By using this site, you agree to our updated Privacy Policy and our Terms of Use. Manage your Cookies Settings.
446,389 Members | 1,844 Online
Bytes IT Community
+ Ask a Question
Need help? Post your question and get tips & solutions from a community of 446,389 IT Pros & Developers. It's quick & easy.

Playing around with byte order

P: n/a

What do you think of the following code for setting and retrieving the
value of bytes in an unsigned integer? The least significant bit has
index 0, then the next least significant bit has index 1, and so on. The
code computes at runtime the byte-order of the unsigned integer, but alas
it would be better if it could be determined at compile-time. The code
potentially invokes undefined behaviour if an unsigned integer contains
padding bits. Hypothetically, it would be possible to work with an
unsigned integer type which contains padding, so long as the amount of
value representation bits is an exact multiple of CHAR_BIT.

I've written such code before in C++, making use of classes and the
like... but I have to say I found it very enjoyable to write it in C.

I also welcome any nit-picks whatsoever...
#include <stddef.h>

typedef struct ByteIndexes {

size_t indexes[ sizeof(unsigned) ];

} ByteIndexes;
#include <limits.h>

ByteIndexes DetermineIndexes(void)
{
unsigned guinea_pig = 0;
const unsigned char *p = (unsigned char*)&guinea_pig;
const unsigned char * const p_over = (unsigned char*)(&guinea_pig +
1);
ByteIndexes bi;
size_t *p_struct = bi.indexes;
unsigned byte_number = 1;
do guinea_pig |= byte_number << CHAR_BIT * byte_number;
while ( ++byte_number != sizeof(unsigned) );
do *p_struct++ = *p++;
while( p != p_over );
return bi;
}

size_t LSBIndexToByteIndex( size_t const i )
{
static ByteIndexes bi;

static unsigned first_time = 1;

if (first_time) first_time = 0, bi = DetermineIndexes();

return bi.indexes[i];
}

unsigned char GetByte(const unsigned * const pu, size_t const LSB_index)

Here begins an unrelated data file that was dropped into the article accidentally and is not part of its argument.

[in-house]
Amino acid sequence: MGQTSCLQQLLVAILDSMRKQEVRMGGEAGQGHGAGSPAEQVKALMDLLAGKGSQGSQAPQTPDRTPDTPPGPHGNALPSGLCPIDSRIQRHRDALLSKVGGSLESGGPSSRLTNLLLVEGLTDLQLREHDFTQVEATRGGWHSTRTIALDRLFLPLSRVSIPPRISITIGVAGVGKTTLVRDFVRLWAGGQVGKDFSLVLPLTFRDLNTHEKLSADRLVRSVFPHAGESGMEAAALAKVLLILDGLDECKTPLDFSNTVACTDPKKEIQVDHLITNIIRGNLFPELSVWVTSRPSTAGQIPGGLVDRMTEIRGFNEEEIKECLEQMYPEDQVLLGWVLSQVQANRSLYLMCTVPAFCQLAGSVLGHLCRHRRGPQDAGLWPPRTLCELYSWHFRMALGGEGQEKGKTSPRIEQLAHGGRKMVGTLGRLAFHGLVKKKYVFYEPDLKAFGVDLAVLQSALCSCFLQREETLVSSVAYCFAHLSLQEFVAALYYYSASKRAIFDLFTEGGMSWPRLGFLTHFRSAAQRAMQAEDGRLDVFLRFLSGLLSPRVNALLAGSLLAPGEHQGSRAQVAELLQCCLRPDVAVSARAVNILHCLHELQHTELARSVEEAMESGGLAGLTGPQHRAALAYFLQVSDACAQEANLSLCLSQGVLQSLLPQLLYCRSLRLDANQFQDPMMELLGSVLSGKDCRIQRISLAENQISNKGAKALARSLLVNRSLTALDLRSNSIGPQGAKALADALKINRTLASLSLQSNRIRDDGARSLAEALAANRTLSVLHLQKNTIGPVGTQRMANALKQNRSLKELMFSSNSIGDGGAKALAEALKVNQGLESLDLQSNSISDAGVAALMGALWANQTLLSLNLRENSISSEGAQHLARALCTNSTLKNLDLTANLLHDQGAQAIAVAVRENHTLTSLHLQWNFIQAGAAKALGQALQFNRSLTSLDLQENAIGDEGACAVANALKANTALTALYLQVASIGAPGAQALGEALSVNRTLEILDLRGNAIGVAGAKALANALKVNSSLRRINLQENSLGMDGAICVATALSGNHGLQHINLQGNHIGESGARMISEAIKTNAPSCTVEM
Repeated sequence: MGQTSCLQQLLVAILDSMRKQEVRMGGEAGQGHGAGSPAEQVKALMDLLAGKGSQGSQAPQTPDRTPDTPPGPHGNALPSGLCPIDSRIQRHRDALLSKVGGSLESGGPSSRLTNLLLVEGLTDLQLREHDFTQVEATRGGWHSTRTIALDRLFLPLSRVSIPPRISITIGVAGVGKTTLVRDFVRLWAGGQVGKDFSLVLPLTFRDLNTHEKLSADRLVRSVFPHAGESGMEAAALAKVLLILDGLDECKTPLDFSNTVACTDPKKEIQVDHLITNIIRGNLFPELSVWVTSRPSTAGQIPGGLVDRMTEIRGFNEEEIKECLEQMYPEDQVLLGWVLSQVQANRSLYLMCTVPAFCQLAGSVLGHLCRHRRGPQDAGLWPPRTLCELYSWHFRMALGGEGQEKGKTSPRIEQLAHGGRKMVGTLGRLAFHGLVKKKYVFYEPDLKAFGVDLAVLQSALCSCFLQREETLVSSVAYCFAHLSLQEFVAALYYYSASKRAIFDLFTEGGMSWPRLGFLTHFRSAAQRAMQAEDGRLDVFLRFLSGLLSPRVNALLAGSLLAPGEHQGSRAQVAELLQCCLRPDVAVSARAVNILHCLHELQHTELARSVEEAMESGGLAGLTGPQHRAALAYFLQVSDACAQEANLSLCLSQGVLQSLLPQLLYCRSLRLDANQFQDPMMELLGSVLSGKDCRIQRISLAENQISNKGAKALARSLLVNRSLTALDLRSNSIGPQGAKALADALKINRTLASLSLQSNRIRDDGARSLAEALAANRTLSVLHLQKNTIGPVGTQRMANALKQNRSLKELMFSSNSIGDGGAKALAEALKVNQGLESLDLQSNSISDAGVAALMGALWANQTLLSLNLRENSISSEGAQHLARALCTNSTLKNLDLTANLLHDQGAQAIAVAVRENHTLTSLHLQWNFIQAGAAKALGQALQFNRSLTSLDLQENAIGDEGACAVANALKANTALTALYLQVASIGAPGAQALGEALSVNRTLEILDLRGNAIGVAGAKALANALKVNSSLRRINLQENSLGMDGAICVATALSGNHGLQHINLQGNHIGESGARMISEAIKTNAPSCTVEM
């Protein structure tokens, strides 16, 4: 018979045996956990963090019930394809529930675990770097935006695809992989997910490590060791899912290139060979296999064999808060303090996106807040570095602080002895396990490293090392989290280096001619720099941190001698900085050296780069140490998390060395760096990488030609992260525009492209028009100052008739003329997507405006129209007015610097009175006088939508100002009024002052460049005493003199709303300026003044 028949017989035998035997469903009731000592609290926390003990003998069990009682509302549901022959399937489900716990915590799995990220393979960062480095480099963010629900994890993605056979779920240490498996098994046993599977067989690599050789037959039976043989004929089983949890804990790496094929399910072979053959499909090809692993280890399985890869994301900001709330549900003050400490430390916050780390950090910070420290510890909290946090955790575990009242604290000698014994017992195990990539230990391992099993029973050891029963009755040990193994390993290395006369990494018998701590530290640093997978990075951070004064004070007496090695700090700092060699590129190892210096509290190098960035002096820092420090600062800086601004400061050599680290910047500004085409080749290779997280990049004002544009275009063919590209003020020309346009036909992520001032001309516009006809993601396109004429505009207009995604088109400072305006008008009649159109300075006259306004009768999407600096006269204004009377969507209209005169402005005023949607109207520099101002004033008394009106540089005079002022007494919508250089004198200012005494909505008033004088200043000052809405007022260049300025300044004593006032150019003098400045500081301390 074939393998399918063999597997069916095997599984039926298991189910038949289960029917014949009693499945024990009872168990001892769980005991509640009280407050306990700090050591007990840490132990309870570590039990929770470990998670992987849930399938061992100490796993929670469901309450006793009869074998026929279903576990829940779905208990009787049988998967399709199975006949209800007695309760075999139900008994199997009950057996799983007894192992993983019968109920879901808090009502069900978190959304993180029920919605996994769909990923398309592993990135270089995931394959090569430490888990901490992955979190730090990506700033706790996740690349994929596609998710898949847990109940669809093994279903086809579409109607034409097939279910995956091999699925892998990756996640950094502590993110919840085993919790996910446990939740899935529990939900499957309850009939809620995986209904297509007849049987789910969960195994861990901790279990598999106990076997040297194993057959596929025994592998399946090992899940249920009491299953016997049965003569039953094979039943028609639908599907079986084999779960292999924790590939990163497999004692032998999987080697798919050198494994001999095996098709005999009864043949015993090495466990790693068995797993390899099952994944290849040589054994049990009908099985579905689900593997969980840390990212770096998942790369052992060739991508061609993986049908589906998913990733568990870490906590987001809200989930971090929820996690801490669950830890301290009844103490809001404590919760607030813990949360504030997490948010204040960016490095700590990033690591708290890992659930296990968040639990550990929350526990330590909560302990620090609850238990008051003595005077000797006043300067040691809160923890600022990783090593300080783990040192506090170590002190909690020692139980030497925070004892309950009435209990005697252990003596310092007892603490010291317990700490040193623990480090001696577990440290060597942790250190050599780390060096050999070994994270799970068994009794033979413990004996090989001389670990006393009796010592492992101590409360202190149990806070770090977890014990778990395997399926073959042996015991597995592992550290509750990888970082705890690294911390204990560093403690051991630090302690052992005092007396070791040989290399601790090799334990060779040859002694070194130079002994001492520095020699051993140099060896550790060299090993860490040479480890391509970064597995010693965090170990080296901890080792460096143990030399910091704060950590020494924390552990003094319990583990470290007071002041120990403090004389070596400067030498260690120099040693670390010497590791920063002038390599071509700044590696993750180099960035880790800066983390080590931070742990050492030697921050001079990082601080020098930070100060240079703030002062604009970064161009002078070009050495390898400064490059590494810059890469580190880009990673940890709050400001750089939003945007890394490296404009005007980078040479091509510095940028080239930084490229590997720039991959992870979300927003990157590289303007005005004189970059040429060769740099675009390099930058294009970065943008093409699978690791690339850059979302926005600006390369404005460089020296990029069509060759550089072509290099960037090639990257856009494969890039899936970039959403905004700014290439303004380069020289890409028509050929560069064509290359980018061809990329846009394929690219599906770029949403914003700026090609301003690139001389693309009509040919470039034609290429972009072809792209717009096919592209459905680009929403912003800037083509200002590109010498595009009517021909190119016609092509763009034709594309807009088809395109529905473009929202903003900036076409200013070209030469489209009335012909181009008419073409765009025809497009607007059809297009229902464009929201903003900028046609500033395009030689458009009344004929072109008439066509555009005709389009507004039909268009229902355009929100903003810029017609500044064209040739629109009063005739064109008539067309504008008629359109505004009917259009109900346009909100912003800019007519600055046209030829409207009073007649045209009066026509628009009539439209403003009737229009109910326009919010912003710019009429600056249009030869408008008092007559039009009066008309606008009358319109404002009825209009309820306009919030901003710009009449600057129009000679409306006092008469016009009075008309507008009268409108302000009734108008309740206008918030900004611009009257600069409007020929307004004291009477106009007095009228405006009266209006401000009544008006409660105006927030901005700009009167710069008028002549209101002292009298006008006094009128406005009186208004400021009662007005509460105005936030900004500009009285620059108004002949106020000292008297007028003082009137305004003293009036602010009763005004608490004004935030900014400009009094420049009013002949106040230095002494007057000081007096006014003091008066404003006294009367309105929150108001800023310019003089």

{
const unsigned char * const p = (unsigned char*)pu;

return p[ LSBIndexToByteIndex(LSB_index) ];
}

void SetByte(unsigned * const pu,size_t const LSB_index,unsigned char
const val)
{
unsigned char * const p = (unsigned char*)pu;

p[ LSBIndexToByteIndex(LSB_index) ] = val;
}

#include <stdio.h>
#include <stdlib.h>

int main(void)
{
unsigned i;

SetByte( &i, 0, 59 );
SetByte( &i, 1, 58 );
SetByte( &i, 2, 57 );
SetByte( &i, 3, 56 );

printf( "LSB: Byte 0: %u\n"
" Byte 1: %u\n"
" Byte 2: %u\n"
" Byte 3: %u\n\n",
GetByte(&i,0),
GetByte(&i,1),
GetByte(&i,2),
GetByte(&i,3) );

SetByte( &i, 0, 1 );
SetByte( &i, 1, 2 );
SetByte( &i, 2, 3 );
SetByte( &i, 3, 4 );

printf( "LSB: Byte 0: %u\n"
" Byte 1: %u\n"
" Byte 2: %u\n"
" Byte 3: %u\n\n",
GetByte(&i,0),
GetByte(&i,1),
GetByte(&i,2),
GetByte(&i,3) );
SetByte( &i, 0, 9 );
SetByte( &i, 1, 7 );
SetByte( &i, 2, 5 );
SetByte( &i, 3, 3 );

printf( "LSB: Byte 0: %u\n"
" Byte 1: %u\n"
" Byte 2: %u\n"
" Byte 3: %u\n\n",
GetByte(&i,0),
GetByte(&i,1),
GetByte(&i,2),
GetByte(&i,3) );

system( "PAUSE" );
}
--

Frederick Gotham
Jun 25 '06 #1
Share this Question
Share on Google+
4 Replies


P: n/a
Frederick Gotham wrote:

What do you think of the following code for setting and retrieving the
value of bytes in an unsigned integer? The least significant bit has
index 0, then the next least significant bit has index 1, and so on. The
code computes at runtime the byte-order of the unsigned integer, but alas
it would be better if it could be determined at compile-time. The code
potentially invokes undefined behaviour if an unsigned integer contains
padding bits. Hypothetically, it would be possible to work with an
unsigned integer type which contains padding, so long as the amount of
value representation bits is an exact multiple of CHAR_BIT.

I've written such code before in C++, making use of classes and the
like... but I have to say I found it very enjoyable to write it in C.

I also welcome any nit-picks whatsoever...

#include <stddef.h>

typedef struct ByteIndexes {

size_t indexes[ sizeof(unsigned) ];

} ByteIndexes;

#include <limits.h>
I write C files with